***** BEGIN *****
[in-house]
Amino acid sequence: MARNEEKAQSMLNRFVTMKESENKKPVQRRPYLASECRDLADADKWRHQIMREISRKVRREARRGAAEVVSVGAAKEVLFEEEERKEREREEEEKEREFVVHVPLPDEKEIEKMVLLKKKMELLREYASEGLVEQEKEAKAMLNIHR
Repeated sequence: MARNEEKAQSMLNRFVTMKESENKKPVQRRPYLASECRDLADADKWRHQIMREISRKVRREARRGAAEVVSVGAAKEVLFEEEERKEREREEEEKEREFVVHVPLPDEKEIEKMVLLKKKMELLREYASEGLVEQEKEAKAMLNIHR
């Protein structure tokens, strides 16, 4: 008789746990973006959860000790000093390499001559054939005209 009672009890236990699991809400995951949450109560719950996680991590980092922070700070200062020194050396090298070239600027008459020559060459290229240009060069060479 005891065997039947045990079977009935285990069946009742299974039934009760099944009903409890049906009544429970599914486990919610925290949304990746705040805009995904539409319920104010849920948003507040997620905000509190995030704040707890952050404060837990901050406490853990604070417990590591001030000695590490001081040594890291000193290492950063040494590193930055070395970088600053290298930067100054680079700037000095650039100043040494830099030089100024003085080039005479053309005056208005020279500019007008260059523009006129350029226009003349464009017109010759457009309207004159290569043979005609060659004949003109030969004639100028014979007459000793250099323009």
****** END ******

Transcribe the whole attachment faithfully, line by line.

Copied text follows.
[in-house]
Amino acid sequence: MARNEEKAQSMLNRFVTMKESENKKPVQRRPYLASECRDLADADKWRHQIMREISRKVRREARRGAAEVVSVGAAKEVLFEEEERKEREREEEEKEREFVVHVPLPDEKEIEKMVLLKKKMELLREYASEGLVEQEKEAKAMLNIHR
Repeated sequence: MARNEEKAQSMLNRFVTMKESENKKPVQRRPYLASECRDLADADKWRHQIMREISRKVRREARRGAAEVVSVGAAKEVLFEEEERKEREREEEEKEREFVVHVPLPDEKEIEKMVLLKKKMELLREYASEGLVEQEKEAKAMLNIHR
């Protein structure tokens, strides 16, 4: 008789746990973006959860000790000093390499001559054939005209 009672009890236990699991809400995951949450109560719950996680991590980092922070700070200062020194050396090298070239600027008459020559060459290229240009060069060479 005891065997039947045990079977009935285990069946009742299974039934009760099944009903409890049906009544429970599914486990919610925290949304990746705040805009995904539409319920104010849920948003507040997620905000509190995030704040707890952050404060837990901050406490853990604070417990590591001030000695590490001081040594890291000193290492950063040494590193930055070395970088600053290298930067100054680079700037000095650039100043040494830099030089100024003085080039005479053309005056208005020279500019007008260059523009006129350029226009003349464009017109010759457009309207004159290569043979005609060659004949003109030969004639100028014979007459000793250099323009």